Aerobic respiration is a metabolic process of producing energy required by eukaryotic cells to carry out various cellular activities. It occurs in the presence of oxygen to carry out the oxidation of organic molecules, resulting in the production of ATP, carbon dioxide, and water. It begins with glycolysis in the cytoplasm, followed by the transition reaction and the Krebs cycle in the mitochondria, and ends with the electron transport chain and oxidative phosphorylation in the inner mitochondrial membrane.
Aerobic Respiration Definition
Aerobic respiration is cellular respiration that uses oxygen to convert food glucose and other organic molecules into energy, in the form of adenosine triphosphate (ATP).
What is Aerobic Respiration?
Aerobic Respiration can be defined as a set of metabolic reactions and processes that occurs in the cells of organisms to convert chemical energy from nutrients into ATP, and then release carbon dioxide, water and other waste products. It produces a large number of ATP compared to anaerobic respiration, making it the main energy-producing process in living organisms that utilize oxygen. It help in carrying out various cellular functions such as muscle contractions, cell division, and maintaining body temperature.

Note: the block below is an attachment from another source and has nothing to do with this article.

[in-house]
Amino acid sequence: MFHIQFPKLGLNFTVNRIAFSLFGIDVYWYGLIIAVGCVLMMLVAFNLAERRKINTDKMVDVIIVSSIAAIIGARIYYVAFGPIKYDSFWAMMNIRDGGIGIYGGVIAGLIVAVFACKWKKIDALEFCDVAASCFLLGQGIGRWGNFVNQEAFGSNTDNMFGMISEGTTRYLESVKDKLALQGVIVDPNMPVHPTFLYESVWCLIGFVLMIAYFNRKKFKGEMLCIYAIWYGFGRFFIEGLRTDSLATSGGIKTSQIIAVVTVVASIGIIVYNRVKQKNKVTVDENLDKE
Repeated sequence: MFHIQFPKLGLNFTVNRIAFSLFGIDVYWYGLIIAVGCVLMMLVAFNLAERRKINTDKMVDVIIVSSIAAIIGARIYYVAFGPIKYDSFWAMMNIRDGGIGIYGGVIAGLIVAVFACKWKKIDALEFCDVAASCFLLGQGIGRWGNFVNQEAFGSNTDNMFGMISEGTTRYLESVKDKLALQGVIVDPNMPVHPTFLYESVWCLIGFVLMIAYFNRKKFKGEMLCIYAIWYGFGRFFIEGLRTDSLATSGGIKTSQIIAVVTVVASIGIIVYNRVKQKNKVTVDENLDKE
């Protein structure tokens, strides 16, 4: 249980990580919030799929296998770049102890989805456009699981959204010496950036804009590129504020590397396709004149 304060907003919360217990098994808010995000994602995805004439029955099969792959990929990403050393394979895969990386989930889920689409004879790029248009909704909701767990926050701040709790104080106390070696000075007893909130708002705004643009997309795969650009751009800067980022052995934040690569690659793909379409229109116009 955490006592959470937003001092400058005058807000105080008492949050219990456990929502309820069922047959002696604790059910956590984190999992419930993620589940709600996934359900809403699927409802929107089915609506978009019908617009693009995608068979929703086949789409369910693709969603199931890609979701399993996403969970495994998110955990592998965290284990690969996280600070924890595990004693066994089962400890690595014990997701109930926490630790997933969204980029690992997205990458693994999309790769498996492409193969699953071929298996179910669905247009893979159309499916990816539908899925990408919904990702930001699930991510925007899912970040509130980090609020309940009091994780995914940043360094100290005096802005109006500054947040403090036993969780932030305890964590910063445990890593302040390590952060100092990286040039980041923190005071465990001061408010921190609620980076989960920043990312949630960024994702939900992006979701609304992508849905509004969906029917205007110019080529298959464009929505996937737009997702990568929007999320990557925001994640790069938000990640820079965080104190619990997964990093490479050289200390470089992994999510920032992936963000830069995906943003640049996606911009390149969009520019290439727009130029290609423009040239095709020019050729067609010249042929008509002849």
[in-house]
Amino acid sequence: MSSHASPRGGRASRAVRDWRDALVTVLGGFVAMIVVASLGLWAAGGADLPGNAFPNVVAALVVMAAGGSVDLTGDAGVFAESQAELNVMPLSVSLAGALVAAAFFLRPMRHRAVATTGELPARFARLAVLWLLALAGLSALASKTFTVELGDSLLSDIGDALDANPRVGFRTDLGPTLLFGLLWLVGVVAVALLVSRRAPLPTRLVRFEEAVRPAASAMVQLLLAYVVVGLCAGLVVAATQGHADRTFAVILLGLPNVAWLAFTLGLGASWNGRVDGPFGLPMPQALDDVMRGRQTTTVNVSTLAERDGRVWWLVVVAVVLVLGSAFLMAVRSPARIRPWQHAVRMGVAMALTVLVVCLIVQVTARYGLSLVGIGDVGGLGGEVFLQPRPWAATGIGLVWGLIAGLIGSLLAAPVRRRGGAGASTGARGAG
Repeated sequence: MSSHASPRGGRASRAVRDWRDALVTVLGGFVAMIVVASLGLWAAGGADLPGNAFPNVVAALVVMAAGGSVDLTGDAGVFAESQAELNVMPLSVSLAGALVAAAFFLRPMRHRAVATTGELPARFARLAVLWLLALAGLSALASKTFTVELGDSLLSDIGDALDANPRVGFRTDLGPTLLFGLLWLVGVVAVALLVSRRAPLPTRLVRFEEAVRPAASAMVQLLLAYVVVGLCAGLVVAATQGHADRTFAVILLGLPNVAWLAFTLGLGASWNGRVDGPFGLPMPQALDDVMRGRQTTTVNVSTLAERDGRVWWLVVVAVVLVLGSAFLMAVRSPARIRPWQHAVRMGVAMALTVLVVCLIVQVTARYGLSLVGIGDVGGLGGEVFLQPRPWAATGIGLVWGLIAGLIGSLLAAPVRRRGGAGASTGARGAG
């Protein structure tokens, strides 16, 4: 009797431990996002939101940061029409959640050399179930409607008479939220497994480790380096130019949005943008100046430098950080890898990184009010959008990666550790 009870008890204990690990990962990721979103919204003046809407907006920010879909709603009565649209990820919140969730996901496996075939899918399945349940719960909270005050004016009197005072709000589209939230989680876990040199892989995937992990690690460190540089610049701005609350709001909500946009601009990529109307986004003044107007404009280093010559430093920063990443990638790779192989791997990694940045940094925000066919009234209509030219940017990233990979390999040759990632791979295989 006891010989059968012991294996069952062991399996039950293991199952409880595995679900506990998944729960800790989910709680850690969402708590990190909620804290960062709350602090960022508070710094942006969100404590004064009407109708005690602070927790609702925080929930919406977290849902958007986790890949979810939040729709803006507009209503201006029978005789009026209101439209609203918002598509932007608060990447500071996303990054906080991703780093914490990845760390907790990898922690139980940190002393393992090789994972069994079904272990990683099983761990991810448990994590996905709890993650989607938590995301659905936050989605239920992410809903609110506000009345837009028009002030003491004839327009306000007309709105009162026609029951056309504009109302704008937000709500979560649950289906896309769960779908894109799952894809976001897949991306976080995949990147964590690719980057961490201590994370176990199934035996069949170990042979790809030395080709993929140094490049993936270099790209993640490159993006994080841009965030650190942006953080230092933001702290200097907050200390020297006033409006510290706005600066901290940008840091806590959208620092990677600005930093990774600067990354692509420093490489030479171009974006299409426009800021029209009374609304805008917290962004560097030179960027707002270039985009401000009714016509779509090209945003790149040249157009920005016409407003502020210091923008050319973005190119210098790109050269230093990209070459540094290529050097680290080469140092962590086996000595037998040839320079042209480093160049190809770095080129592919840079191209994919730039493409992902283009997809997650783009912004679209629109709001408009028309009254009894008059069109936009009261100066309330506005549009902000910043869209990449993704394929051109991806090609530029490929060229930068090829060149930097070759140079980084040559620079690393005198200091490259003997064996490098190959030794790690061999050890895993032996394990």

The overall chemical equation for aerobic respiration is:
C6H12O6 + 6O2 → 6CO2 + 6H2O + energy (ATP)
The above chemical reaction shows that the glucose is broken into the chemical energy in the presence of oxygen, which is used by the cell for various cell functions. The end products of the aerobic respiration equation are Carbon dioxide, Water, and ATP. Around 2900kJ of energy is released during aerobic respiration.
Also Read: Respiration
Aerobic Respiration Diagram
In aerobic respiration different metabolic processes are involved i.e glycolysis, TCA cycle, and Electron Transport Chain. Below is the diagrammatic representation of aerobic respiration, showing all the processes involved in it.
Steps of Aerobic Respiration
Aerobic Respiration is a multistep enzymatic process that is carried out in four stages:
- Pyruvate Decarboxylation (Transition Reaction)
- Krebs cycle
- Electron Transport Chain (ETC) and Oxidative Phosphorylation
The name “glycolysis” originates from the Greek words “glycose,” which means “sugar,” and “lysis,” which means “dissolution.” The glycolysis process is the first phase in the aerobic respiration process that takes place in the cytosol. Glycolysis is the metabolic pathway that converts glucose into pyruvate and produces ATP and NADH. Both end products are further used in different aerobic respiration steps.
Pyruvate Decarboxylation (Transition Reaction)
It is the 2nd step of aerobic respiration. The pyruvate molecule formed in glycolysis is then transported into the mitochondria. In the mitochondrial matrix, pyruvate is converted into Acetyl-CoA through decarboxylation (removal of a carbon dioxide molecule). Two molecules of NADH are produced.